News / Europe

Ukraine Parliament Defeats Government No-confidence Vote

People sing the national anthem as they attend a rally held by supporters of EU integration near the presidential administration building in Kyiv December 3, 2013.
People sing the national anthem as they attend a rally held by supporters of EU integration near the presidential administration building in Kyiv December 3, 2013.
James Brooke
— After more than a week of street protests, Ukraine’s parliament has debated and voted on a no confidence motion by Ukraine’s opposition. But the hope of protesters, who chanted outside the parliament, were dashed, as the government defeated the move for a vote of no confidence.

The vote extended the most serious political confrontation seen here since the Orange Revolution of 2004.

Related video report by James Brooke:

Ukraine’s Protesters Enter Parliament But Meet Defeat in Votingi
X
December 04, 2013 12:22 AM
After two weeks of peaceful marches and violent street battles, Ukraine’s pro-European protesters got their day in parliament. James Brooke reports from Kyiv.
But Ukraine’s embattled president, Viktor Yanukovych, evidently felt secure enough Tuesday to fly out of the country.  He embarked on a four-day visit to China, leaving behind a nation divided.

Thousands of protesters besieged the parliament, banging drums and chanting for his resignation. One named Paul, a 50-year-old religious worker, says he was motivated by widespread corruption.

“Our government and our officials, they deceive people!  They say they will work for improving life, but they work for improving their own lives," he said.

Inside parliament, Udar Party leader Vitali Klitschko hammered on the corruption theme.  He demanded dismissal of the government.  He warned Prime Minister Mykola Azarov:

“Do not drive yourself and the country into a corner.  Do not share the lot of dictators who fled their countries forever," said in Ukrainian Klitschko, a former boxer.

Click to enlargeClick to enlarge
x
Click to enlarge
Click to enlarge
In response, Prime Minister Azarov accused Ukraine’s previous government of bankrupting the country by signing a 10-year contract to buy Russian gas at ruinously high prices.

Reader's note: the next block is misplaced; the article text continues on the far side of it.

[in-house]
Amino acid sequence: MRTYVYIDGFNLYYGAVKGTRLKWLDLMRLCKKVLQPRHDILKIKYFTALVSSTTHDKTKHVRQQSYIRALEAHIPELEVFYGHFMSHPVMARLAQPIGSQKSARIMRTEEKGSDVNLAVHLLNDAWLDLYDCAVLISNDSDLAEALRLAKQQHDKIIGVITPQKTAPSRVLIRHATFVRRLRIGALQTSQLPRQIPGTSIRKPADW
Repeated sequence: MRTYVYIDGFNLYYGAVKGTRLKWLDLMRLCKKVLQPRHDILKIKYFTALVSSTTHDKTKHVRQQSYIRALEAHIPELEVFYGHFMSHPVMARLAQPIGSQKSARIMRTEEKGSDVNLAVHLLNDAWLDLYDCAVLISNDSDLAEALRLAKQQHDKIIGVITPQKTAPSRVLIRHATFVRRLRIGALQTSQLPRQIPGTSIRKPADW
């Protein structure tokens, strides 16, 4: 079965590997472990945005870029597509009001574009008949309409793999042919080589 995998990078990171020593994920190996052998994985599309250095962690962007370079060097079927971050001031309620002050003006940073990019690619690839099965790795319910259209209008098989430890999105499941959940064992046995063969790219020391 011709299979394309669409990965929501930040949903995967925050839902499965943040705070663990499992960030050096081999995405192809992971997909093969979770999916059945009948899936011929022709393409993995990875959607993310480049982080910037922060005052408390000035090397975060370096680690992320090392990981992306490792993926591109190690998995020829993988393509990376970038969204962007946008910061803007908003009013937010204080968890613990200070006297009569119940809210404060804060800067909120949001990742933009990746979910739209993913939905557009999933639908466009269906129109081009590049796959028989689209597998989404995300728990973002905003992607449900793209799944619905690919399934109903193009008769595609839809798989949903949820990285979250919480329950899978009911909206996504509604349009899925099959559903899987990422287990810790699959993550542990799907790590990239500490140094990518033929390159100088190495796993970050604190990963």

Speaking in Russian, the prime minister said this contract “virtually brought Ukraine to its knees and drained its financial economic system.”

When the vote came, lawmakers followed party lines, defeating the motion by 40 votes.

By nightfall, thousands of protesters gathered again on Ukraine’s Maidan or Independence Square, just the way they did almost a decade ago during the Orange Revolution.

“This Maidan is more radical than the first Maidan, so people will not go home," said Paul.

Before nightfall, behind their barricades, protesters were seen carrying boxes of gas masks, spools of barbed wire and stacks of orange helmets.

You May Like

Mali's Female Basketball Players Rebound After Islamist Occupation

Islamist extremists ruled northern Mali for most of 2012, imposing strict Sharia law, and now some 18 months later, the region is slowly getting back on its feet More

Video Vietnamese Staging Chinese Product Boycott After Oil Rig Spat

Many Chinese-made products go unsold, for now, with numerous Vietnamese consumers still angry over recent dispute More

Koreas Mark 61st Anniversary of War Armistice

Muted observances on both sides of heavily-armed Demilitarized Zone that separates two decades-long enemies More

This forum has been closed.
Comments
     
There are no comments in this forum. Be first and add one

Featured Videos

Your JavaScript is turned off or you have an old version of Adobe's Flash Player. Get the latest Flash player.
Students in Business for Themselvesi
X
Mike O'Sullivan
July 26, 2014 11:04 AM
They're only high school students, but they are making accessories for shoes, fabricating backpacks and doing product photography - all through their own businesses. It's the result of a partnership between a non-profit organization that teaches entrepreneurship and their schools. VOA's Mike O'Sullivan and Deyane Moses met the budding entrepreneurs near Los Angeles.